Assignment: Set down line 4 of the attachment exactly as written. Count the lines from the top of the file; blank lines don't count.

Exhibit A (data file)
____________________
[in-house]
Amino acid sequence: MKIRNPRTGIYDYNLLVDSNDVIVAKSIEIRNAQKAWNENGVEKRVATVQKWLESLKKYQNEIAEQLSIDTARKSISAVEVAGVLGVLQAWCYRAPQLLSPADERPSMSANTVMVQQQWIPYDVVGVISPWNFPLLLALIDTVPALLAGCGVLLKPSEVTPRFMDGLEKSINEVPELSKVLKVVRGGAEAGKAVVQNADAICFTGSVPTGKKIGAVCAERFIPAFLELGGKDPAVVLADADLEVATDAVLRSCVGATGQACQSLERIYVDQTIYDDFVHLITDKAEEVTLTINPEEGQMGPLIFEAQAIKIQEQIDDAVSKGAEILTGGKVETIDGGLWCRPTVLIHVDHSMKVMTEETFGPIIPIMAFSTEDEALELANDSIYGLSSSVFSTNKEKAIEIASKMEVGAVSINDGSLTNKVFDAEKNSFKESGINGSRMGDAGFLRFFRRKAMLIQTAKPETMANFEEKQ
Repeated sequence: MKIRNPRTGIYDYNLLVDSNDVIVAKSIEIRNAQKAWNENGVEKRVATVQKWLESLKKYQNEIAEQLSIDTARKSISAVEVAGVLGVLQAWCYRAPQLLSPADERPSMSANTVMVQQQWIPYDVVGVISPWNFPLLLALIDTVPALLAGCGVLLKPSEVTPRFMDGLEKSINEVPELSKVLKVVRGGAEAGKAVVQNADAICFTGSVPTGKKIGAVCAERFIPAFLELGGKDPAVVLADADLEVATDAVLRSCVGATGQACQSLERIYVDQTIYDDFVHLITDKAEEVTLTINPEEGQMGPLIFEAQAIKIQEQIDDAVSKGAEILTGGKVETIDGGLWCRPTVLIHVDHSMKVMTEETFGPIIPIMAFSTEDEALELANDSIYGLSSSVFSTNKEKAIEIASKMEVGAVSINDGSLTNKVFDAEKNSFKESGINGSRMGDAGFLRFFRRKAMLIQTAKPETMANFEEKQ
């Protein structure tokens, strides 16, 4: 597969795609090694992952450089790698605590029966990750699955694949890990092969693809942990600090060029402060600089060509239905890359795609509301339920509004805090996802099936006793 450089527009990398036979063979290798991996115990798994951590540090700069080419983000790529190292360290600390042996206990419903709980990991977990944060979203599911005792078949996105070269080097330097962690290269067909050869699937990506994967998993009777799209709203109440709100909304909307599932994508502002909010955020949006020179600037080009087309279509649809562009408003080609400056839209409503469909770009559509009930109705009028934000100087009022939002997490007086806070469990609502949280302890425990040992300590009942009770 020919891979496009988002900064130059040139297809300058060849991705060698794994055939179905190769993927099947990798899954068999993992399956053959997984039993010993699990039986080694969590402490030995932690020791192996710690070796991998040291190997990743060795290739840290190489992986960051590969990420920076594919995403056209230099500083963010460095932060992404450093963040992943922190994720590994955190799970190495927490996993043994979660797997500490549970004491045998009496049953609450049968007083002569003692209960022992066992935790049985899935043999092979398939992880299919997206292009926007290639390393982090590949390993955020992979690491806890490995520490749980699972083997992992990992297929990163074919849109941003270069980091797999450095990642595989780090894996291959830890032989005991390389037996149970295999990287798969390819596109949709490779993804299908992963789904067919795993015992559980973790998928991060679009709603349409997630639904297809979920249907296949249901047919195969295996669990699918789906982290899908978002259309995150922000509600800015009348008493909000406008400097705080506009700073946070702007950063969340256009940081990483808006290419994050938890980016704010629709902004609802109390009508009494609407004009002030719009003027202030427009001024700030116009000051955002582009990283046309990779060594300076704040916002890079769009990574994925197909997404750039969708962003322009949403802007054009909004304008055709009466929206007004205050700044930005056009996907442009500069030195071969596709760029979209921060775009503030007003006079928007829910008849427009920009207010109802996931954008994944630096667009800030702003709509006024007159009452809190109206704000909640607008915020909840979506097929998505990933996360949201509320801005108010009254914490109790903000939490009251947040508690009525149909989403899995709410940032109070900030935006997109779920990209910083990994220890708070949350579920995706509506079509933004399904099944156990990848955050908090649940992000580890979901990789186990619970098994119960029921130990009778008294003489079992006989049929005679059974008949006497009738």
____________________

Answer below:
């Protein structure tokens, strides 16, 4: 597969795609090694992952450089790698605590029966990750699955694949890990092969693809942990600090060029402060600089060509239905890359795609509301339920509004805090996802099936006793 450089527009990398036979063979290798991996115990798994951590540090700069080419983000790529190292360290600390042996206990419903709980990991977990944060979203599911005792078949996105070269080097330097962690290269067909050869699937990506994967998993009777799209709203109440709100909304909307599932994508502002909010955020949006020179600037080009087309279509649809562009408003080609400056839209409503469909770009559509009930109705009028934000100087009022939002997490007086806070469990609502949280302890425990040992300590009942009770 020919891979496009988002900064130059040139297809300058060849991705060698794994055939179905190769993927099947990798899954068999993992399956053959997984039993010993699990039986080694969590402490030995932690020791192996710690070796991998040291190997990743060795290739840290190489992986960051590969990420920076594919995403056209230099500083963010460095932060992404450093963040992943922190994720590994955190799970190495927490996993043994979660797997500490549970004491045998009496049953609450049968007083002569003692209960022992066992935790049985899935043999092979398939992880299919997206292009926007290639390393982090590949390993955020992979690491806890490995520490749980699972083997992992990992297929990163074919849109941003270069980091797999450095990642595989780090894996291959830890032989005991390389037996149970295999990287798969390819596109949709490779993804299908992963789904067919795993015992559980973790998928991060679009709603349409997630639904297809979920249907296949249901047919195969295996669990699918789906982290899908978002259309995150922000509600800015009348008493909000406008400097705080506009700073946070702007950063969340256009940081990483808006290419994050938890980016704010629709902004609802109390009508009494609407004009002030719009003027202030427009001024700030116009000051955002582009990283046309990779060594300076704040916002890079769009990574994925197909997404750039969708962003322009949403802007054009909004304008055709009466929206007004205050700044930005056009996907442009500069030195071969596709760029979209921060775009503030007003006079928007829910008849427009920009207010109802996931954008994944630096667009800030702003709509006024007159009452809190109206704000909640607008915020909840979506097929998505990933996360949201509320801005108010009254914490109790903000939490009251947040508690009525149909989403899995709410940032109070900030935006997109779920990209910083990994220890708070949350579920995706509506079509933004399904099944156990990848955050908090649940992000580890979901990789186990619970098994119960029921130990009778008294003489079992006989049929005679059974008949006497009738």